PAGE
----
Nevertheless, those who read the article on "The Evolution of Theology" will find him, as it seems to me, extremely anxious to make the most of what may fairly be called the crude theology of the earlier parts of the Old Testament, not with a view to showing how it develops into what is greater and nobler, but with a view, on the contrary, to dwelling with a kind of triumph on its poverty. I have no objection to admit to the fullest extent the poverty of these elements. I think it quite probable that, as Professor Huxley holds, the writer of the third chapter of Genesis conceived the Lord God walking in the Garden in the cool of the day as a figure in the form of man. I believe it to be true that in the earlier books of the Bible, Jehovah–(why does Professor Huxley insist on the pedantic Jahveh?) [329] –was conceived only as a much mightier God than the gods of the heathen,–a mightier being of the same order. I have no objection to admit that in the earlier days of Israel it was supposed,–as Isaiah certainly shows evidence that it was supposed, or he would not so passionately denounce the impression, –that God took delight in the burnt sacrifices. In a word, nothing can be truer than that the Bible shows a steady evolution of the conception of God, from the early chapters of Genesis to the revelation of Christ. If it be true that the teraphim of the Israelites were something like the lares of the Romans, I am not startled by it. But what surprises me in Professor Huxley's essay is the apparent inability to see the vast gulf between the most inchoate forms of Israelite theology and the foolish superstitions of the natives of Torres Straits,– whom, by the way, he and his friend very unjustifiably did their best to confirm in the most foolish of those superstitions, simply in order that they might avail themselves of them to widen their own anthropological knowledge,–or of the natives of the Tonga Islands. Nothing can be more instructive than the comparison between these superstitions and the rudest of all the forms of Israelite theology, as showing not only that the latter had the power of firmly impressing spiritual truth from which whole nations have derived their highest elements of civilization, but also that the earliest germs of the Jewish theology were far beyond what they could have been, had they not been developed ab initio by an impulse not from within, but from above. Take what Professor Huxley calls the "freshest,"–meaning, I think, the oldest and rudest,–of the "fossiliferous strata" in the Books of Judges and Samuel, [330] and compare them with the superstitions which he relates with such gusto as those in which his friend and he confirmed the natives of the Torres Straits, and which Mariner discovered in the Tonga Islands. We seem to be in a totally different world. From the beginning to the end of Jewish history we find the deep, though ever-growing, belief in a personal power, who from the first "killeth and maketh alive bringeth down to Sheol and bringeth up;" who sets his brand upon the murderer's forehead; who tasks to the utmost the love of him whom he recognized as his friend; who gives a strict moral law to a licentious people, by which they are to be severed from the rest of the nations; who expects his people to recognize the invisible impress of his spirit on the hearts of their judges and prophets, and not only to recognize it, but to recognize also the disloyalty to it of which those judges and prophets were often guilty; who chooses the king most after his own heart, and then sternly rebukes him when he breaks his law; who inspires the noblest devotional lyrics which the world has ever known, and the noblest prophecies of a divine universalism, amidst the narrowest of fierce race prejudices; and who finally reveals himself in the one character which, after two thousand years, even sceptics treat as raised so high above the level of humanity, that we can only toil after it through the ages with a growing sense of its hopeless superiority to human aspiration. That is what I call "evolution," and evolution of the highest kind. Do the superstitions of the Torres Straits, to which Professor Huxley's friend and he himself lent their sanction, show any sign of an evolution such as this? [331] Do the superstitions of the Tonga Islands develop into a great history and divine order such as this? They are, in fact, what Professor Huxley calls them, "ghost-worship." But, whatever he may say, there is absolutely no sign of ghost-worship in Israel, unless Saul's visit to the witch of Endor,–a visit which on the face of it was unfaithful to all the higher principles of his own life, and of the law in which his faith had resulted,–is to be so called. Never was a paper with a noble title so disappointing as that in which Professor Huxley endeavours to minimize the true significance of Jewish theology by grouping together all the poorer elements in the Israelite religion, and showing their (very slight) affinity to the savage superstitions of the present day.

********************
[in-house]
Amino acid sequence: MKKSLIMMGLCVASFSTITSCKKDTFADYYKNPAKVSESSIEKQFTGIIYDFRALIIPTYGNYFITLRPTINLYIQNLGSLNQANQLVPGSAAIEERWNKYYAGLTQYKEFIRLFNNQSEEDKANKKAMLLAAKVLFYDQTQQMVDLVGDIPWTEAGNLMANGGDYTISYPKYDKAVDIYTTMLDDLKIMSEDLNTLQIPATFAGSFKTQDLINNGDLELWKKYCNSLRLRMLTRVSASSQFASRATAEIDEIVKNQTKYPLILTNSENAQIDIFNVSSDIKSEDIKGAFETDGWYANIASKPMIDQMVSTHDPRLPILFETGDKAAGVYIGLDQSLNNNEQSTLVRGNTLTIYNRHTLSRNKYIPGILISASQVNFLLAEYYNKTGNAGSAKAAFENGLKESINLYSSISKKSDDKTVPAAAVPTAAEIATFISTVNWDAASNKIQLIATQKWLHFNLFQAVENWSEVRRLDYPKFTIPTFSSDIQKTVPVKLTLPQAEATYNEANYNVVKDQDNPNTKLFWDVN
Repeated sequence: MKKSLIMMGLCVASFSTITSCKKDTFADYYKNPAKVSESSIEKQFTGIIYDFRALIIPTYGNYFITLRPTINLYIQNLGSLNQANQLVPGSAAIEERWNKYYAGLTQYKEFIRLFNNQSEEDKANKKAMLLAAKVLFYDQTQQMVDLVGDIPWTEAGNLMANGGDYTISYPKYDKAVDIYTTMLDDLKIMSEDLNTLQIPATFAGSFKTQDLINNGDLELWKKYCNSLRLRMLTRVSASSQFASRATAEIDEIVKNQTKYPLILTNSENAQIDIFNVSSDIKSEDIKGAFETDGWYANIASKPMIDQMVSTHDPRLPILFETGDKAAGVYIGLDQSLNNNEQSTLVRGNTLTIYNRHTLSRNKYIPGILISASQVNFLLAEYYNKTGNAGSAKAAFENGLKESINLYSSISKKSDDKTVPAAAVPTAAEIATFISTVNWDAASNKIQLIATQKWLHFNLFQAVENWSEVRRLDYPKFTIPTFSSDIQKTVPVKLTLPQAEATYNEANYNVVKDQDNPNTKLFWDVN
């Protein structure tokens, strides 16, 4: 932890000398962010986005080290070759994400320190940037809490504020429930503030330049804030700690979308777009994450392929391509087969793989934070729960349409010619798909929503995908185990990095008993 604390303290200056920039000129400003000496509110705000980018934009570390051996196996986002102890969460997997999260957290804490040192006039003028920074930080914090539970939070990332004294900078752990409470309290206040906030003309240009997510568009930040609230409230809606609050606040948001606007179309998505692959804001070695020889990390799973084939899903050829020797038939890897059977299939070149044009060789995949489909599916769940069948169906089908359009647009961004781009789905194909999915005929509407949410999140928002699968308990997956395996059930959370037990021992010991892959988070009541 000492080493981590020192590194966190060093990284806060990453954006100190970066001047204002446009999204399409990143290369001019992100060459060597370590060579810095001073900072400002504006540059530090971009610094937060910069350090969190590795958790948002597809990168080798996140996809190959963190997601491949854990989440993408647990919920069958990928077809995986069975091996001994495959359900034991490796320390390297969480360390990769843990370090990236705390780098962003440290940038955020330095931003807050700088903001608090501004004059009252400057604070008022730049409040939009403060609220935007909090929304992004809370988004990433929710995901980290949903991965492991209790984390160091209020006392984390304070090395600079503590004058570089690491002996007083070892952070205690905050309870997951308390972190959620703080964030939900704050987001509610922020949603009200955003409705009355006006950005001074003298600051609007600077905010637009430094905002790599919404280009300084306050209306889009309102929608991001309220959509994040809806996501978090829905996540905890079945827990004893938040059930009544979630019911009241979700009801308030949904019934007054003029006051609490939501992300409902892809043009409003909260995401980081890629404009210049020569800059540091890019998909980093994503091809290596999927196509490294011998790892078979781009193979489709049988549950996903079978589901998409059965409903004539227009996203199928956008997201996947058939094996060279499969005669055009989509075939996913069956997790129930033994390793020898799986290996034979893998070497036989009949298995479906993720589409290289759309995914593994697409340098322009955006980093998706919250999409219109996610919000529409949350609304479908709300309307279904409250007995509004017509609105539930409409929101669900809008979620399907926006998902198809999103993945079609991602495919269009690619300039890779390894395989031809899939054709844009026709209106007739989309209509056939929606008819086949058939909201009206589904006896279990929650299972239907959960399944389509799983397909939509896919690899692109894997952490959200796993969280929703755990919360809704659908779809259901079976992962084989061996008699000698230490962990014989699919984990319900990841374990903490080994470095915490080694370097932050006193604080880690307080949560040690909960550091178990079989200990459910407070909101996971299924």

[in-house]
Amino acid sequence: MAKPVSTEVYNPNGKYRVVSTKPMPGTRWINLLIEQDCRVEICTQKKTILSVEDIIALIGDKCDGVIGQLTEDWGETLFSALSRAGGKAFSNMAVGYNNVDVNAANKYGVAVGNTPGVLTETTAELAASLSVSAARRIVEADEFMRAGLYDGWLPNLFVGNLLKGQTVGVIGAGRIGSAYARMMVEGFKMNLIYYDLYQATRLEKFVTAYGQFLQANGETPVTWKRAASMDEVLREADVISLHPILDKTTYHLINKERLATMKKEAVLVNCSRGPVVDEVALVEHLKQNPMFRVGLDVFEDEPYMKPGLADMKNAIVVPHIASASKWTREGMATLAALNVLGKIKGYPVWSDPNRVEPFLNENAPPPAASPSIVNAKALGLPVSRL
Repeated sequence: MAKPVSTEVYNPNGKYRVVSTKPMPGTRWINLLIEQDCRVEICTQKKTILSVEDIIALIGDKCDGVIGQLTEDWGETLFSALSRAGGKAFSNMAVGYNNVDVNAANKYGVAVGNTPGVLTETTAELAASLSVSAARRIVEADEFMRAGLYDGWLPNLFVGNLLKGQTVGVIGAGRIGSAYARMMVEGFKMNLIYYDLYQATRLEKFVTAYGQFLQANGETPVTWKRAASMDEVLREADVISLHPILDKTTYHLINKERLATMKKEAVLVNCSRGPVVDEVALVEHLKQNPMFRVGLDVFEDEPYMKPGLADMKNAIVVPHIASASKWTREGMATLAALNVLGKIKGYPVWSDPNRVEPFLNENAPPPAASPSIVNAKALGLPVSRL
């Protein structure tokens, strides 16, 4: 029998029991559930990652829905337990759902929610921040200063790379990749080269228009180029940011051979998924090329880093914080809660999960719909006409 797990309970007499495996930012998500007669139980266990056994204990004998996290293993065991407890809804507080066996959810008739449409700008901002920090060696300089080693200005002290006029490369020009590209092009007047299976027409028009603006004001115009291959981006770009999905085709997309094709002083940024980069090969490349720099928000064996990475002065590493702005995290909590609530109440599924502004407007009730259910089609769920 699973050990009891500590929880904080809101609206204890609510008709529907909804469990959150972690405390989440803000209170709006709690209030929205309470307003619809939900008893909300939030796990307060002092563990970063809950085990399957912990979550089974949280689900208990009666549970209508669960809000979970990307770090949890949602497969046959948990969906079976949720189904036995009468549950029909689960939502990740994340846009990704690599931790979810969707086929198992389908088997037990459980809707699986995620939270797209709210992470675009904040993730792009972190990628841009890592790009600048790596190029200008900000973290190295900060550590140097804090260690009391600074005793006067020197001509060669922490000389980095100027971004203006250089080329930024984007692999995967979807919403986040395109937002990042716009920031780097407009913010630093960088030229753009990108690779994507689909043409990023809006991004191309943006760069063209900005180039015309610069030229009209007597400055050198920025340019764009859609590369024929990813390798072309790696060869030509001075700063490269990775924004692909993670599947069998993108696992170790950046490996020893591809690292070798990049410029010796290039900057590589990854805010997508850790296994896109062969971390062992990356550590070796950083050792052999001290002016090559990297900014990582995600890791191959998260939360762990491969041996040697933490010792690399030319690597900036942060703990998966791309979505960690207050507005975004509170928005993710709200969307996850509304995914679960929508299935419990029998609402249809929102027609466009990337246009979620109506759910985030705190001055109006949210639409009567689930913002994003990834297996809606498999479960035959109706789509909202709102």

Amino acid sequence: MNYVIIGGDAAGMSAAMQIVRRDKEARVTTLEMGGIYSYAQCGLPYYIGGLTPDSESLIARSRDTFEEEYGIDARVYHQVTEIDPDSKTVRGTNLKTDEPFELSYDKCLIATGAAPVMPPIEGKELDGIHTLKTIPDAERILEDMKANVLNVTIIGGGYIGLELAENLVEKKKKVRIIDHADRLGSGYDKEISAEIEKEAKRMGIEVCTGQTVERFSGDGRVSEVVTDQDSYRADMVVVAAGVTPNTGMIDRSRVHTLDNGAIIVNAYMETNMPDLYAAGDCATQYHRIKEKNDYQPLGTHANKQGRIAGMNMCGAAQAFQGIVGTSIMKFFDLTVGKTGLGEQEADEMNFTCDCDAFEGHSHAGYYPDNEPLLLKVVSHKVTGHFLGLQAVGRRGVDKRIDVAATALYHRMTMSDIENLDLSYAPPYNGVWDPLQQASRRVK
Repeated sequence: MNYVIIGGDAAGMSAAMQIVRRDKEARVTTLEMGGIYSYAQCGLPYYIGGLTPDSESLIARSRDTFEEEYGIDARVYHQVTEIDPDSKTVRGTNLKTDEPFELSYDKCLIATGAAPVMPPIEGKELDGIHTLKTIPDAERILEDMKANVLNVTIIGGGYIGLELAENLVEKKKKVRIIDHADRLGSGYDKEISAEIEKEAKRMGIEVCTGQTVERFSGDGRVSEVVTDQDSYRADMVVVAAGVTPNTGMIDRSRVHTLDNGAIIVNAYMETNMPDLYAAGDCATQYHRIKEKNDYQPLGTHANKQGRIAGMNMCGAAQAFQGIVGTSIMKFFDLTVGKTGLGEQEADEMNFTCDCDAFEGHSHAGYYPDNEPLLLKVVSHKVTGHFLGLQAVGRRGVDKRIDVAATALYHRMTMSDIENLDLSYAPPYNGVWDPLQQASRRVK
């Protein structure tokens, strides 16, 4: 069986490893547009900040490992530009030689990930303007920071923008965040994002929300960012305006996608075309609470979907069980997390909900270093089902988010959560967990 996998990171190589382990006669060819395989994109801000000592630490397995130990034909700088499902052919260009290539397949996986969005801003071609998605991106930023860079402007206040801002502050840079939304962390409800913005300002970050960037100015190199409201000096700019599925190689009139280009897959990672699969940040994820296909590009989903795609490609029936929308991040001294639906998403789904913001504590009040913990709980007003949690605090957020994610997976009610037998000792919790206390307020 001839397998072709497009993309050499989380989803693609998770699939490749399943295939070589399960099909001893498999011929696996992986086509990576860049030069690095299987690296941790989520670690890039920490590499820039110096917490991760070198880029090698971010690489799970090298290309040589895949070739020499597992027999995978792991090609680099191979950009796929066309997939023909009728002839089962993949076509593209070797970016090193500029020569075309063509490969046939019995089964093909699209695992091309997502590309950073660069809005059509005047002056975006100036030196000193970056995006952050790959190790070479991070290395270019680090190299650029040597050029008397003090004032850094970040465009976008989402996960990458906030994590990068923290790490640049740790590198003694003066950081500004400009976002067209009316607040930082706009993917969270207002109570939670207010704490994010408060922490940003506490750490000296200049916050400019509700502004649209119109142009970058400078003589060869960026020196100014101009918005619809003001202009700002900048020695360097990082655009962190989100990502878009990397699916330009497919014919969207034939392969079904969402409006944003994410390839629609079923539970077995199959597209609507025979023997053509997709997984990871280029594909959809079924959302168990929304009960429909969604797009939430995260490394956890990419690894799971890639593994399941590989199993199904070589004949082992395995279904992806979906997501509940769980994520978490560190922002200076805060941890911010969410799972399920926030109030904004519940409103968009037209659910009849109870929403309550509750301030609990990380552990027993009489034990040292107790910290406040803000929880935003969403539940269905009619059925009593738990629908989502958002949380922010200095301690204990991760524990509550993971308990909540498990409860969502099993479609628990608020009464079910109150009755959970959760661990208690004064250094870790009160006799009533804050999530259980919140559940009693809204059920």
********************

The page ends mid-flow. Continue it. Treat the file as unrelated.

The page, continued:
Professor Huxley's second paper on "The Evolution of Theology" is even more unsatisfactory than the first. So far as he confines himself to the exposition of the superstitions of the Tonga islanders or the Samoan islanders, he does not throw any light on what he means by evolution. He shows that there was a certain similarity between the practices by which Saul, for instance, endeavoured to discover something hidden from him, and the practices of the Pacific islanders when they attempt divination of the same kind; and that there is a close analogy between David's prayer to have his offense visited exclusively on his own head, and the desire of a Tongan prince to secure the same result. I cannot say that either of these analogies seems to me at all important. The impression that you can discover by a sort of natural magic what you do not know, and desire to know, is not confined to rude peoples. It is implied in the popular usages of almost every people in the world, and I do not [332] believe that it is half so vivid an impression among any class of minds on which revealed religion has taken a strong hold, as it is among those given up to the eager superstitions of the uneducated heart. That Jehovah was consulted by Urim and Thummim, by casting lots, and other Hebrew methods of divination, is quite true; but the question is not whether such modes of discovering the secrets of destiny prevailed among the Hebrews, but whether they did not prevail much less among the Hebrews in consequence of the revelation they had received than they prevailed amongst the Gentile nations to whom there was no such revelation, and who sent near and far to consult oracles in time of danger. Again, that David prayed that the consequence of his supposed disobedience might be visited exclusively upon himself, is no doubt as true as it is true that the Tongan chief did the same; and, indeed, there is hardly a noble-minded ruler, or a true father or mother in existence, who has not prayed to be allowed to bear, on behalf of those for whom the heart has been deeply moved, the penalty which might otherwise be expected to descend on those whom it is desired to shield. But I think it would be easy to show that, natural as this passionate desire to be allowed to suffer vicariously for another is, to the heart of a loyal ruler, or parent, or protector of any kind, revelation has always tempered instead of stimulating, this unchastened eagerness, by enlightening the conscience, and showing those who have any real knowledge of God that his ways are higher than our ways, and his thoughts than our thoughts. What Professor Huxley utterly fails to do is to show that in any sense whatever the higher ideas of revelation can be traced to the gradual [333] accretions of human superstition. For all we know, the religion of the Tongan islanders has had a longer time in which to evolve itself than the religion of the Jewish Prophets had had in the days of Isaiah. But compare the two results. The one is all magic and intellectual groping; the other was a coherent, severe, and sublime faith.